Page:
Most of us know that sources of protein are important, and get our fair share of protein from our diet alone, namely from lean meats like beef and lamb, poultry, fish, eggs and dairy products. But some subgroups, especially those with dietary preferences, fall in a category that makes them especially susceptible to a protein deficiency, including vegetarians, vegans and picky eaters, both children and adults alike. Even if you don’t fall into one of these categories, it’s not uncommon to have trouble fitting in quality sources of protein in your diet.
“In the world of dietitians, we count something as a protein source if it provides about 7 grams of protein per serving, which means if you are having peanut butter, you need to have the equivalent of 2 tablespoons to be recognized as an actual source of protein,” explains Laura Cipullo, R.D., registered dietitian, yoga instructor and founder of Laura Cipullo Whole Nutrition and Yoga. “If not, the nut butter will likely count as a source of fat only.”
Protein plays a vital role in our health and is one of three macronutrients, along with carbohydrates and fats, that we need to keep our bodies working at optimal levels. All macronutrients provide nutritional value, but Cipullo explains that protein is especially helpful. “Protein slows down the absorption of dietary carbohydrates and helps prevent reactive hypoglycemia (low blood sugar) or hyperglycemia (high blood sugar),” she says. “When you combine protein and carbohydrate at a meal or snack, the body receives the meal as a glycemic load that is then slowly digested and absorbed affecting blood sugar levels more positively.” She describes this load as similar to an extended-release medication: It’s broken down in the body and released over a long period of time so that you stay full and satisfied longer. “This helps to prevent insulin resistance, diabetes and constantly feeling hungry and is also vital for those on the run to feel steadily energized throughout the day,” she adds.
Whether you’re short on sources of protein or simply looking for ways to get more, here are tried-and-true solutions for sneaking it in during your day.
Know your sources
One of the most important tips for sneaking sources of protein into your diet is to make sure you know which sources of food contain protein, notes Maria Sorbara Mora, R.D., founder of Integrated Eating. While meat is most certainly a great source of protein, it is hardly the only source. “Animal sources contain all the essential amino acids a body needs, as well as heme iron which is most absorbable to the body, but there are many other sources of protein,” she says. “When you consider these other sources: yogurt, cheese, hummus, beans, nuts, edamame, tofu, etc., your options open!”
Have these protein sources readily available
Simply knowing which foods are sources of protein is only part of the solution—you also have to make sure you have them handy so that you can fill up on them. “Slow down at the dairy aisle and load your cart with yogurt, cottage cheese, ricotta, milk, eggs and hard cheeses, as they are all great sources of protein and compatible additions for breakfast,” says Mora. “Sliced deli meats, prepared tuna or chicken salad save the day for the busiest of people for lunch and quick animal and plant sources of protein are great for dinner: frozen turkey meatballs, chicken sausage, veggie burgers and canned beans.”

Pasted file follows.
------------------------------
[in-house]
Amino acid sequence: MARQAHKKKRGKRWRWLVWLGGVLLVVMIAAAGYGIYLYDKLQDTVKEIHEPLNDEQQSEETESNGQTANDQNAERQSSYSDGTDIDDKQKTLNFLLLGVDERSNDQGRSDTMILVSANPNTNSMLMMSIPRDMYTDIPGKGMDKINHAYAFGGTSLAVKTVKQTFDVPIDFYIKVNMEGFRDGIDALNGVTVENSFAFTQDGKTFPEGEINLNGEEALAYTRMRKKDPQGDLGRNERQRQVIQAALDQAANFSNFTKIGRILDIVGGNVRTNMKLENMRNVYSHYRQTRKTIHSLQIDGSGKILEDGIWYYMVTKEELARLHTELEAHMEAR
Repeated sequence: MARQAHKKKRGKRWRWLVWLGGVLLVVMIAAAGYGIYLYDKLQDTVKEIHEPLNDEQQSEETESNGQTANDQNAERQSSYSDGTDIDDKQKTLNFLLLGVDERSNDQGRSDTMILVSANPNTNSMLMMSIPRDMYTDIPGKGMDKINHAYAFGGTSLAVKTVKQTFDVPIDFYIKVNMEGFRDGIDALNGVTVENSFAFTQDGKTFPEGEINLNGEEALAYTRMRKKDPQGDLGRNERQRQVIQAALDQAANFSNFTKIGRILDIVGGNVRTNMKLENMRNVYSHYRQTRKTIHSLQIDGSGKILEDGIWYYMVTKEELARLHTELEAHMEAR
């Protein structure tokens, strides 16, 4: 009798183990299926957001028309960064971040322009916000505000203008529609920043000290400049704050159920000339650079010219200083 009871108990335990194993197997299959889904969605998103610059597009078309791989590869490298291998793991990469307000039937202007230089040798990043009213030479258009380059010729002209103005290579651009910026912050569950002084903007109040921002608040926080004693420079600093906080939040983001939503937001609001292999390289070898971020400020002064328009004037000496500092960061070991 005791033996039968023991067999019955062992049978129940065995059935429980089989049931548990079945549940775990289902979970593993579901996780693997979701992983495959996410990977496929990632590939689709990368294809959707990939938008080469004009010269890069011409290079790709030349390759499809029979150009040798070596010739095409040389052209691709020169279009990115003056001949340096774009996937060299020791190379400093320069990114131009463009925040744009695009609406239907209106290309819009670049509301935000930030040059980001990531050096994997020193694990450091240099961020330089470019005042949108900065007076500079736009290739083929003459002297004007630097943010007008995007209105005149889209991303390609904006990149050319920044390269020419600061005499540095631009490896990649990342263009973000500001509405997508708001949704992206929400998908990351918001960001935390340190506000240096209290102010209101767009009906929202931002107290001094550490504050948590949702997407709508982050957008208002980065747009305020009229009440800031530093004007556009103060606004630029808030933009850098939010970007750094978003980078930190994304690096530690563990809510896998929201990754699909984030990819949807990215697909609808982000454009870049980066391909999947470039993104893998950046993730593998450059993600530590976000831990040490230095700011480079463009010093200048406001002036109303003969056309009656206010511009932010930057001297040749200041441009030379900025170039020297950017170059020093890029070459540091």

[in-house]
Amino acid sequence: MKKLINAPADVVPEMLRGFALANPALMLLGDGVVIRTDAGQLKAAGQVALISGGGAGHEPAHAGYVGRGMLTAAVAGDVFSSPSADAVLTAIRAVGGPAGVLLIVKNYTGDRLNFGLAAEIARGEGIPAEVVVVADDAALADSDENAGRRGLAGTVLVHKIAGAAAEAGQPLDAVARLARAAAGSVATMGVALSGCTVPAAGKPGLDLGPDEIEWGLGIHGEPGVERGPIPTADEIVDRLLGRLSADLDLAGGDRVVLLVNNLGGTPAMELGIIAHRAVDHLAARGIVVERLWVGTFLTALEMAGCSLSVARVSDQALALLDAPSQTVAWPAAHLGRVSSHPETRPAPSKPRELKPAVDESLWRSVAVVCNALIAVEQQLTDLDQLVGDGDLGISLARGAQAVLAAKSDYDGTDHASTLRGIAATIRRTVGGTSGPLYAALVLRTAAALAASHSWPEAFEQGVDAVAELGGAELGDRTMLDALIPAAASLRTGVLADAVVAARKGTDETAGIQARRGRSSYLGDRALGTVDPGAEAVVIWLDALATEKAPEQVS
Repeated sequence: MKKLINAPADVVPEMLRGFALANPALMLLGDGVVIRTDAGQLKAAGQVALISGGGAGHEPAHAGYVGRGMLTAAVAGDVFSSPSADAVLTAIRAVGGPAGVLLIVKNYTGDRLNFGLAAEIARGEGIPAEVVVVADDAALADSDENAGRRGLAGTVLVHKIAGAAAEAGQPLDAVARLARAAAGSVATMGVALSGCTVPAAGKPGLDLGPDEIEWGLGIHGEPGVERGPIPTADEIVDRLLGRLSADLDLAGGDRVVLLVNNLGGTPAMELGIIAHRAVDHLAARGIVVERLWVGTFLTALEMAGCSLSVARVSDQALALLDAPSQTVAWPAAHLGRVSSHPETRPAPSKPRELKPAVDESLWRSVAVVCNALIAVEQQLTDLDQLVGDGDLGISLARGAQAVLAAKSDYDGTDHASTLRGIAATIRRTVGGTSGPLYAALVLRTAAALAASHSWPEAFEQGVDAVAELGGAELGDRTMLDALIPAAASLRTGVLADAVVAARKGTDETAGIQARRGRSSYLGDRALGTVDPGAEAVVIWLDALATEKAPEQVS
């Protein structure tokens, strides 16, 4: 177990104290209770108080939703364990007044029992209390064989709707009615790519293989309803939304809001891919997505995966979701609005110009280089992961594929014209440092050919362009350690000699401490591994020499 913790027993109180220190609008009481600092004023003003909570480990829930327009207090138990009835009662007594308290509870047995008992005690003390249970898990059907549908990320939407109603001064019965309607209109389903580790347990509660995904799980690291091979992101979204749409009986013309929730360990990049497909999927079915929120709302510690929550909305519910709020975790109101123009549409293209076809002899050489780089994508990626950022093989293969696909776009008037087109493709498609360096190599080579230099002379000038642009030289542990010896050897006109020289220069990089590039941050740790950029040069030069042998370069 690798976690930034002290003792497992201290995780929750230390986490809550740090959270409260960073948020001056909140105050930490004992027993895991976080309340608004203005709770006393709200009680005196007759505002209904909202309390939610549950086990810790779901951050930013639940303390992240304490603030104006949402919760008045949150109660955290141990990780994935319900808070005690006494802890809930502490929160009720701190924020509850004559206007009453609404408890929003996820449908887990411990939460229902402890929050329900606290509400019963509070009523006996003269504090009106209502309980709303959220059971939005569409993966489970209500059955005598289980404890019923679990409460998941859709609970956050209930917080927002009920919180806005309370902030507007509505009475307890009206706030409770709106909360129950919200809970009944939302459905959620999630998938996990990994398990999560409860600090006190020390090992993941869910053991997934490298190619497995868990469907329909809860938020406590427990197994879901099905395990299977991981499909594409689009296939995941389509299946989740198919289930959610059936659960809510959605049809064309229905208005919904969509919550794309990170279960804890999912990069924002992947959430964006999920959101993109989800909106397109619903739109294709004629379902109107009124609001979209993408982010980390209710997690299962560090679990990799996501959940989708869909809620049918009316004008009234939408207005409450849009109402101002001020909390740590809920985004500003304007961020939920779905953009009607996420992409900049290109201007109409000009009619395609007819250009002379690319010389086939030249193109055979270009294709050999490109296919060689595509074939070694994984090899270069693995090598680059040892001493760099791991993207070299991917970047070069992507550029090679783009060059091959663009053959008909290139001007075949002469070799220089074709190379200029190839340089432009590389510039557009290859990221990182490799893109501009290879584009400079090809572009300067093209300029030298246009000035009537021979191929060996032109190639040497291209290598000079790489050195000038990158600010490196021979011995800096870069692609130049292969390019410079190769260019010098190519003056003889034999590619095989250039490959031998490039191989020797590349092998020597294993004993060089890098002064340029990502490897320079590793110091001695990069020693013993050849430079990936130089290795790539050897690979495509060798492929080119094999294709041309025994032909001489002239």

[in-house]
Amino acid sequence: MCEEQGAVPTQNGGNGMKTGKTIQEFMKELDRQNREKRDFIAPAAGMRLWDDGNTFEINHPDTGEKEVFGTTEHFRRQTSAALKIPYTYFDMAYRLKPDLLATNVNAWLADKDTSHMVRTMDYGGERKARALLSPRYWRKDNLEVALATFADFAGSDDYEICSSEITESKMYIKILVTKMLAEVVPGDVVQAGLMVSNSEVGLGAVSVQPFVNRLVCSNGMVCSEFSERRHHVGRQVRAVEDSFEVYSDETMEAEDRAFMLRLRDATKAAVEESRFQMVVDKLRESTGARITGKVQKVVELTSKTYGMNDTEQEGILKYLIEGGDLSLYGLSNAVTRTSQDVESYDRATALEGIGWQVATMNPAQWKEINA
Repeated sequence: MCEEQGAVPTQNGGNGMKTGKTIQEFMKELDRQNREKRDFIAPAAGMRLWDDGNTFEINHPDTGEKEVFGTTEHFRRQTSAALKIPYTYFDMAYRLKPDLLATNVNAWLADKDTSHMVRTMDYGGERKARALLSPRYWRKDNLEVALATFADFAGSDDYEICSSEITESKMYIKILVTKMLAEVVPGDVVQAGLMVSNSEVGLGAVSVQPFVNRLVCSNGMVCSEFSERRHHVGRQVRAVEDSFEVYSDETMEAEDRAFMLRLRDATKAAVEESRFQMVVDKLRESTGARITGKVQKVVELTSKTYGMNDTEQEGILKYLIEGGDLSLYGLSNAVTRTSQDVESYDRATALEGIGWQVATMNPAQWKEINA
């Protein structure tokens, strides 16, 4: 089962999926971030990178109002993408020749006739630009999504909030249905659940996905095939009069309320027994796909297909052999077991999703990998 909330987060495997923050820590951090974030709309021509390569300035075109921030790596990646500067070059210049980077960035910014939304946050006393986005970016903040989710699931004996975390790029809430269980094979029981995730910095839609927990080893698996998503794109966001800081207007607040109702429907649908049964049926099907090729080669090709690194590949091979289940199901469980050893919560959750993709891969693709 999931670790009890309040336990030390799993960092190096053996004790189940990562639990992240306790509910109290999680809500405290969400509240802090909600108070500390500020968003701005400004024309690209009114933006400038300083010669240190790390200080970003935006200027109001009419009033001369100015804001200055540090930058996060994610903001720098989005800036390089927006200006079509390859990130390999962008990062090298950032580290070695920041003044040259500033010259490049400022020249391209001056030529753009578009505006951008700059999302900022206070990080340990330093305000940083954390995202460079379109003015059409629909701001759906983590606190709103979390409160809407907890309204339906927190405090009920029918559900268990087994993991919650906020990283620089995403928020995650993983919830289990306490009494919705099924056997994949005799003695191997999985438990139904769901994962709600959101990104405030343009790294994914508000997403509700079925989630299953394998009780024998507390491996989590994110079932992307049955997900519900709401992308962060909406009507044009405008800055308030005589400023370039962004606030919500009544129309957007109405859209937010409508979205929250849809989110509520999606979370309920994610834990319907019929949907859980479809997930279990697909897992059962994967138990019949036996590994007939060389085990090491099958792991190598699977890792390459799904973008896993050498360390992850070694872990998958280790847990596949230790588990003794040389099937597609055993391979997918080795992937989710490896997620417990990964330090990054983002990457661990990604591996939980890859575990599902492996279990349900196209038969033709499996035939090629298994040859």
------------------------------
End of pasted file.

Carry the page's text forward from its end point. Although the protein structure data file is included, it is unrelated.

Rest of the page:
Meal prepping is a great way to make sure that you’re getting a healthy, well-balanced meal and not reaching for something that’s convenient, but lacking in nutrients. For a protein-rich source, Mora recommends boiling eggs and keeping them in the fridge so you can grab them on the go. “Eggs are the most bioavailable foods on the planet, which means all the amino acids are 100 percent absorbable in your body,” she says. “Slice a few on toast with avocado, add to your salads or eat on their own for a snack!”
She also recommends making extras for dinner so you can have them as leftovers for lunch. “Make a whole batch of chicken cutlets on Monday night and then you’ll instantly have the makings for a sandwich or can top with a salad the rest of the week,” she says.
Know how to order out
You can really sneak some protein into any meal if you know how to order. Mora recommends adding chicken, turkey sausage or bacon to your breakfast waffle or pancake order and topping salads with beans, chickpeas, nuts, cheese, eggs and meats/fish like chicken, shrimp, tuna or salmon. “At a convenience store, find protein bars over granola bars and trail mix over chips to create a high protein snack,” she adds.
Keep nuts handy
One of the best non-meat sources of protein are nuts, specifically almonds, walnuts, pistachios and cashews. Not only are they great protein sources, but they’re also so easy to pack with you when you’re on the go since they’re small in size and don’t require any refrigeration. Nicole M. Avena, Ph.D., Assistant Professor of Neuroscience at Mount Sinai School of Medicine and Visiting Professor of Health Psychology at Princeton University and author of What to Eat When You Want to Get Pregnant recommends adding nuts such as walnuts or almonds as a topping for yogurt or salads.
Swap rice for quinoa
Rice and pasta might taste delicious, but neither are good sources of protein. The good news is that many manufacturers are making rice and pasta out of quinoa—a protein-packed whole grain. “Quinoa is considered a ‘complete protein’ because it contains all the essential amino acids and has 8 grams of protein per cup,” she says. She recommends supplementing quinoa for rice or pasta when making salad in order to incorporate more protein and amino acids in your diet.